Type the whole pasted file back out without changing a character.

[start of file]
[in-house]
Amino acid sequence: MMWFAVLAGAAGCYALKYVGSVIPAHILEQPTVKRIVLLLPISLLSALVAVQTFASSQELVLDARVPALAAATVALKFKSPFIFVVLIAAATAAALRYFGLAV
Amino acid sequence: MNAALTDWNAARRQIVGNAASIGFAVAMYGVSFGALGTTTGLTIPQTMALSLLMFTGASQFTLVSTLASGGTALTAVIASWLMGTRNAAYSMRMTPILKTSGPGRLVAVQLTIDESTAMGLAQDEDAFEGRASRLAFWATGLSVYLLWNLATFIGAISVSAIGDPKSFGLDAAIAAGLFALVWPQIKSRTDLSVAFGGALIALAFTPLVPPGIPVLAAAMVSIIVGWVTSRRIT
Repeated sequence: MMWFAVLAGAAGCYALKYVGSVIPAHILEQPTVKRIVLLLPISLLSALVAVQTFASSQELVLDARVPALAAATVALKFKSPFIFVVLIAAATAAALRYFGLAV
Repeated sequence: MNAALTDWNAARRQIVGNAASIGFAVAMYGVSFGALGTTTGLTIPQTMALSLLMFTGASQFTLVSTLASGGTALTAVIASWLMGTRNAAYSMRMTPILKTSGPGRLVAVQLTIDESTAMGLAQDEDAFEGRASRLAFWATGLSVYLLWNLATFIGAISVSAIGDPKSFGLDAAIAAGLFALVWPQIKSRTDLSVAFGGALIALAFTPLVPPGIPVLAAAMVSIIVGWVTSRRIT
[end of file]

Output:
[in-house]
Amino acid sequence: MMWFAVLAGAAGCYALKYVGSVIPAHILEQPTVKRIVLLLPISLLSALVAVQTFASSQELVLDARVPALAAATVALKFKSPFIFVVLIAAATAAALRYFGLAV
Amino acid sequence: MNAALTDWNAARRQIVGNAASIGFAVAMYGVSFGALGTTTGLTIPQTMALSLLMFTGASQFTLVSTLASGGTALTAVIASWLMGTRNAAYSMRMTPILKTSGPGRLVAVQLTIDESTAMGLAQDEDAFEGRASRLAFWATGLSVYLLWNLATFIGAISVSAIGDPKSFGLDAAIAAGLFALVWPQIKSRTDLSVAFGGALIALAFTPLVPPGIPVLAAAMVSIIVGWVTSRRIT
Repeated sequence: MMWFAVLAGAAGCYALKYVGSVIPAHILEQPTVKRIVLLLPISLLSALVAVQTFASSQELVLDARVPALAAATVALKFKSPFIFVVLIAAATAAALRYFGLAV
Repeated sequence: MNAALTDWNAARRQIVGNAASIGFAVAMYGVSFGALGTTTGLTIPQTMALSLLMFTGASQFTLVSTLASGGTALTAVIASWLMGTRNAAYSMRMTPILKTSGPGRLVAVQLTIDESTAMGLAQDEDAFEGRASRLAFWATGLSVYLLWNLATFIGAISVSAIGDPKSFGLDAAIAAGLFALVWPQIKSRTDLSVAFGGALIALAFTPLVPPGIPVLAAAMVSIIVGWVTSRRIT